Section: Scientific Foundations
Methods: Analysis, simulation, and identification of bacterial regulatory networks
Participants : Sara Berthoumieux, Eugenio Cinquemani, Johannes Geiselmann, Hidde de Jong [Correspondent] , Michel Page, François Rechenmann, Delphine Ropers, Diana Stefan, Woei-Fuh Wang, Valentin Zulkower.
Computer simulation is a powerful tool for explaining the capability of bacteria to adapt to sudden changes in their environment in terms of structural features of the underlying regulatory network, such as interlocked positive and negative feedback loops. Moreover, computer simulation allows the prediction of unexpected or otherwise interesting phenomena that call for experimental verification. The use of simplified models of the stress response networks makes simulation easier in two respects. In the first place, model reduction restricts the class of models to a form that is usually easier to treat mathematically, in particular when quantitative information on the model parameters is absent or unreliable. Second, in situations where quantitative precision is necessary, the estimation of parameter values from available experimental data is easier to achieve when using models with a reduced number of parameters.
Over the past few years, we have developed in collaboration with the COMORE project-team a qualitative simulation method adapted to a class of piecewise-linear (PL) differential equation models of gene regulatory networks. The PL models, originally introduced by Leon Glass and Stuart Kauffman, provide a coarse-grained picture of the dynamics of gene regulatory networks. They associate a protein or mRNA concentration variable to each of the genes in the network, and capture the switch-like character of gene regulation by means of step functions that change their value at a threshold concentration of the proteins. The advantage of using PL models is that the qualitative dynamics of the high-dimensional systems are relatively simple to analyze, using inequality constraints on the parameters rather than exact numerical values. The qualitative dynamics of gene regulatory networks can be conveniently analyzed by means of discrete abstractions that transform the PL model into so-called state transition graphs.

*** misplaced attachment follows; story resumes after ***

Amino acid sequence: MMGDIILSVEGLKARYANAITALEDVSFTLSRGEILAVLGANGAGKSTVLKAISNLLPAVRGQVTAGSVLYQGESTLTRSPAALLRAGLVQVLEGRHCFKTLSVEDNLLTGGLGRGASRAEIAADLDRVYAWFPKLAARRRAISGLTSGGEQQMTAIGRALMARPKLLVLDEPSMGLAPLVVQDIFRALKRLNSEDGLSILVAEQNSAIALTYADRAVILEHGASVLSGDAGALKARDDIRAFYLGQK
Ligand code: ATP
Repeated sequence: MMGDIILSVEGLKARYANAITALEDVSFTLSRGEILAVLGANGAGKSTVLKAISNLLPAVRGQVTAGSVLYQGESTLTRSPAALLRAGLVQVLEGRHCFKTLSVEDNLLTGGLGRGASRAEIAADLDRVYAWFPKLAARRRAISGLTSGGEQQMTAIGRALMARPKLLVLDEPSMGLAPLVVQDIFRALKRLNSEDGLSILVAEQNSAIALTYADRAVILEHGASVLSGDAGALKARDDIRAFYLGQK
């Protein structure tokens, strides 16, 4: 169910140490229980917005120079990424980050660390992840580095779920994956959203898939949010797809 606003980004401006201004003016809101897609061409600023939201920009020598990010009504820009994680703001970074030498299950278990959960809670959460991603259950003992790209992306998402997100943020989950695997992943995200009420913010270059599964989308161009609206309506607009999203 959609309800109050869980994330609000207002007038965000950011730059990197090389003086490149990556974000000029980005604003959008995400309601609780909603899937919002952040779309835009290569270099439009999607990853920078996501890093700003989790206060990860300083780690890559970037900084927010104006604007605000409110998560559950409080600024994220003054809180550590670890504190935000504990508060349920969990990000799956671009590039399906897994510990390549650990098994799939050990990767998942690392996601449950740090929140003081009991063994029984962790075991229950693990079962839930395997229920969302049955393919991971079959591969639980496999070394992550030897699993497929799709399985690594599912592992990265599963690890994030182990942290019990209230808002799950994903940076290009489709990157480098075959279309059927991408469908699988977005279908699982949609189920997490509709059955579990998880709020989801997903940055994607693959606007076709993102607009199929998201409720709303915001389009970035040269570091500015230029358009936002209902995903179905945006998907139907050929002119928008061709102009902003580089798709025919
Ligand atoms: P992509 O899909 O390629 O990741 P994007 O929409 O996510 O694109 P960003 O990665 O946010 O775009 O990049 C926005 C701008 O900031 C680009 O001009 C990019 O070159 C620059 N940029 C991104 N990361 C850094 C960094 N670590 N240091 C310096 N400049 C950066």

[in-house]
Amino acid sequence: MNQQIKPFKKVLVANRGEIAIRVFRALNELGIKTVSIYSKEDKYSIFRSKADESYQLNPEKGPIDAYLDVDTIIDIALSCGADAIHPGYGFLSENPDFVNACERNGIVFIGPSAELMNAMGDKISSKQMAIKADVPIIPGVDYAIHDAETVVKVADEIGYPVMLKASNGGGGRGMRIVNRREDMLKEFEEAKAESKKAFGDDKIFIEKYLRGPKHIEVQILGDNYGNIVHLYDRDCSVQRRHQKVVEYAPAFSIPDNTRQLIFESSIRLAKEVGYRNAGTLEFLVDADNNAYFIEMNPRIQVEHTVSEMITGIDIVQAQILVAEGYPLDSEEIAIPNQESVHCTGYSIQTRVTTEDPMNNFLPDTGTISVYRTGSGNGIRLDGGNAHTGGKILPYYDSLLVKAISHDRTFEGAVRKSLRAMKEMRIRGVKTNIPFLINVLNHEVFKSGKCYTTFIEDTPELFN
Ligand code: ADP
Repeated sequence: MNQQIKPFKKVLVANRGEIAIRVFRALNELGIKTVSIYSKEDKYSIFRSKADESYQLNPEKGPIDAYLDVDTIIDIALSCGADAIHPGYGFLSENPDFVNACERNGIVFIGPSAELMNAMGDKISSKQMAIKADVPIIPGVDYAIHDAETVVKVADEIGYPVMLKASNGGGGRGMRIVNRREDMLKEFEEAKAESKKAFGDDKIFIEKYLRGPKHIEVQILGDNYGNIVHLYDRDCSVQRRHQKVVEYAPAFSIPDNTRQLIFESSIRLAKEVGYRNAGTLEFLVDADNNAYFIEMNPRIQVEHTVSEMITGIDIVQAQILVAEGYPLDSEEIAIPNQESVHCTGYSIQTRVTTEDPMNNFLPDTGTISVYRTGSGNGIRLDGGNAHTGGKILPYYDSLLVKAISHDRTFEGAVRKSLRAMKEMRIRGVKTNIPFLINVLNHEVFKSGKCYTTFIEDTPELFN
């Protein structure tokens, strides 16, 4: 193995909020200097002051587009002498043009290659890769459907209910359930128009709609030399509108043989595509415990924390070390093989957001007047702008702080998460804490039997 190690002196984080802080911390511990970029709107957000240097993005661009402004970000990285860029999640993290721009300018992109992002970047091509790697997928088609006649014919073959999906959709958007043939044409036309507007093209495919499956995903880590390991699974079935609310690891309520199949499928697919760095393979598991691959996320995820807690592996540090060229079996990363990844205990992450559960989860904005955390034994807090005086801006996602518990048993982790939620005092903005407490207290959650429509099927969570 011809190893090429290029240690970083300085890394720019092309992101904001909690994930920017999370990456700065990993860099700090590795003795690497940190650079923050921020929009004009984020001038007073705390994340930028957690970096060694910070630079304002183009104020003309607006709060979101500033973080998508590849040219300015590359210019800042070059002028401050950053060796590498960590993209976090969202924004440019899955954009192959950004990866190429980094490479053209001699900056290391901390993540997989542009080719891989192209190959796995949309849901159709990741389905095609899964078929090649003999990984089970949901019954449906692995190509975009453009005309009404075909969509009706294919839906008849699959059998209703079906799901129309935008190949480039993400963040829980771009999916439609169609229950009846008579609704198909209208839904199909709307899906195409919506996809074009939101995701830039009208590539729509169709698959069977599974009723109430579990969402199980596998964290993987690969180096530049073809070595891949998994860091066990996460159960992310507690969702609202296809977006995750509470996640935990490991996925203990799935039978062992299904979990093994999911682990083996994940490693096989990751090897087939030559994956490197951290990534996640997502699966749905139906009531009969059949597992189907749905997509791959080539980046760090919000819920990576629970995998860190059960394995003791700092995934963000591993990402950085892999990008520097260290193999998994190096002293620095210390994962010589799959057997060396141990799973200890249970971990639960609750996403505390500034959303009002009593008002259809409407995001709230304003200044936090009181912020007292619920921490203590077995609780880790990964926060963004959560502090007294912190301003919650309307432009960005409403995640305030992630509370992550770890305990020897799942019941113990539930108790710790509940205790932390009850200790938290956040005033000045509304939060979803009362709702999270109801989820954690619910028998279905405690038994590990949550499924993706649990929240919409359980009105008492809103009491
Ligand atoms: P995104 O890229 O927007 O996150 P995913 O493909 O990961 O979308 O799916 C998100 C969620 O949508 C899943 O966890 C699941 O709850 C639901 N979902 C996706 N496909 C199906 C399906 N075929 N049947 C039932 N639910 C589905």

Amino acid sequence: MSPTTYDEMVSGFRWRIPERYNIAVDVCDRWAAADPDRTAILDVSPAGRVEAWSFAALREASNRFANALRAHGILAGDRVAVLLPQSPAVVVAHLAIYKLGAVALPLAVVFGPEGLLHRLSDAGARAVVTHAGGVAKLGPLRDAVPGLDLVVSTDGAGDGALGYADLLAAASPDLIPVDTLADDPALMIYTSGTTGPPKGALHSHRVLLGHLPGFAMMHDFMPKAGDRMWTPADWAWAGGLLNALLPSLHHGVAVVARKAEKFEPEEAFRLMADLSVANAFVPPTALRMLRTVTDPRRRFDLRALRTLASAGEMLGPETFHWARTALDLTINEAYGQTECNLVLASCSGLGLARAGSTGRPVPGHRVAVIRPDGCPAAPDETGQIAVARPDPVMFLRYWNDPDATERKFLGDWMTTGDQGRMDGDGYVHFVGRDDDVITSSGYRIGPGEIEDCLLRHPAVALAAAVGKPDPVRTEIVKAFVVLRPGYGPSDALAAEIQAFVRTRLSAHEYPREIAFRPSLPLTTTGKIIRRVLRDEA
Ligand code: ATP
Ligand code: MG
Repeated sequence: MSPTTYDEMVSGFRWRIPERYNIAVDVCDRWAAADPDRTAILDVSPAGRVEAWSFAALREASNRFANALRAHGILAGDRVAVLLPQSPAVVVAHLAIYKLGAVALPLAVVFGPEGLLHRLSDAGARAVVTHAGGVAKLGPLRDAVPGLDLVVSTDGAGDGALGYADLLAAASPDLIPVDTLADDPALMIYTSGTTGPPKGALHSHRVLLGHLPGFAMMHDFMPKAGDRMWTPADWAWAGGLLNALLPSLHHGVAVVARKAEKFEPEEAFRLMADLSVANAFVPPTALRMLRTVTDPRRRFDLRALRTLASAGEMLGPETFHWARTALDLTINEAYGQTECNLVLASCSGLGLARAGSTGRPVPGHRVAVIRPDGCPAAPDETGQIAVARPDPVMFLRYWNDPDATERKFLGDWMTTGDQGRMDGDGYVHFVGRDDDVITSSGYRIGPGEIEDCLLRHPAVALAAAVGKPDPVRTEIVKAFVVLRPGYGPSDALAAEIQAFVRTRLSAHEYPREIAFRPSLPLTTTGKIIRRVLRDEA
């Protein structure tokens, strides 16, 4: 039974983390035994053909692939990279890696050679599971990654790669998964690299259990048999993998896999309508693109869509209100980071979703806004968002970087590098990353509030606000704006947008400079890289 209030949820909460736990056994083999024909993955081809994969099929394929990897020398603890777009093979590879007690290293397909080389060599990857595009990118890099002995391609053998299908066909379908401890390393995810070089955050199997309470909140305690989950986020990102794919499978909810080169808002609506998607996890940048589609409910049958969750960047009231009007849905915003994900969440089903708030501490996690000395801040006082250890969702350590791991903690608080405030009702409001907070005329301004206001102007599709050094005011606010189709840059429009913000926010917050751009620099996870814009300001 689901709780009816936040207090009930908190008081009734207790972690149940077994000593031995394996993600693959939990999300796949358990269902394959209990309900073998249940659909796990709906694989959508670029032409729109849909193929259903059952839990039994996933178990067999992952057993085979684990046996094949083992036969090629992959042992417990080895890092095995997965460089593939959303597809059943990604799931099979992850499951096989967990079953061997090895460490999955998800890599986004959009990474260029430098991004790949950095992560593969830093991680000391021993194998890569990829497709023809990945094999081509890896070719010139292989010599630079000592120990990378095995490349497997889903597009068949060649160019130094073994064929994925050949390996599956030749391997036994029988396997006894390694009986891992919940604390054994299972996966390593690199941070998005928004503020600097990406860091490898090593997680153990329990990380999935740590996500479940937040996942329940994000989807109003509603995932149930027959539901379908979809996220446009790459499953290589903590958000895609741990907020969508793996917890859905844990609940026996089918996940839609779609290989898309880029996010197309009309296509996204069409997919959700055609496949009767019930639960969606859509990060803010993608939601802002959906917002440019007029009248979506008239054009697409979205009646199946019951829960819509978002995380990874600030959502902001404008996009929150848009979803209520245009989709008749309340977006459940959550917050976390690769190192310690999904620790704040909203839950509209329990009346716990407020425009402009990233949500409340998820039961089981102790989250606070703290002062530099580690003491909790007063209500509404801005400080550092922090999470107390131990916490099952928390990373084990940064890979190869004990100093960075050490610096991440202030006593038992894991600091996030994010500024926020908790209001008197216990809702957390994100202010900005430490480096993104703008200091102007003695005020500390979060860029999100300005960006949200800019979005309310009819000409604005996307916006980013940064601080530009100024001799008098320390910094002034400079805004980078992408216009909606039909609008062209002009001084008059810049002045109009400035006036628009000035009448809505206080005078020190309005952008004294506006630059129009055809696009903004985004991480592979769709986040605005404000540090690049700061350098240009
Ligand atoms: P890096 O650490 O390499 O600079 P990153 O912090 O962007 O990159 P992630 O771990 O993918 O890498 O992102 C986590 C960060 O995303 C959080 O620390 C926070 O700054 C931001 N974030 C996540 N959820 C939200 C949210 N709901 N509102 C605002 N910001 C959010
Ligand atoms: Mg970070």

The development and analysis of PL models of gene regulatory network has been implemented in the qualitative simulation tool Genetic Network Analyzer (GNA) (Section 5.1 ). GNA has been used for the analysis of several bacterial regulatory networks, such as the initiation of sporulation in B. subtilis, quorum sensing in P. aeruginosa, the carbon starvation response in E. coli, and the onset of virulence in E. chrysanthemi. GNA is currently distributed by the Genostar company, but remains freely available for academic research. The analysis of models of actual bacterial regulatory networks by means of GNA leads to large state transition graphs, which makes manual verification of properties of interest practically infeasible. This has motivated the coupling of GNA to formal verification tools, in particular model checkers that allow properties formulated in temporal logic to be verified on state transition graphs. This has been the subject of collaborations with the POP-ART and VASY project-teams at INRIA Grenoble - Rhône-Alpes.
Recent advances in experimental techniques have led to approaches for measuring cellular processes in real-time on the molecular level, both in single cells and populations of bacteria (Section 3.3 ). The data sources that are becoming available by means of these techniques contain a wealth of information for the quantification of the interactions in the regulatory networks in the cell. This has stimulated a broadening of the methodological scope of IBIS, from qualitative to quantitative models, and from PL models to nonlinear ODE models and even stochastic models. The group has notably started to work on what is the bottleneck in the practical use of these models, the structural and parametric identification of bacterial regulatory networks from time-series data, in collaboration colleagues from INRA, the University of Pavia (Italy) and ETH Zürich (Switzerland). This raises difficult problems related to identifiability, measurement noise, heterogeneity of data sources, and the design of informative experiments that are becoming increasingly prominent in the systems biology literature.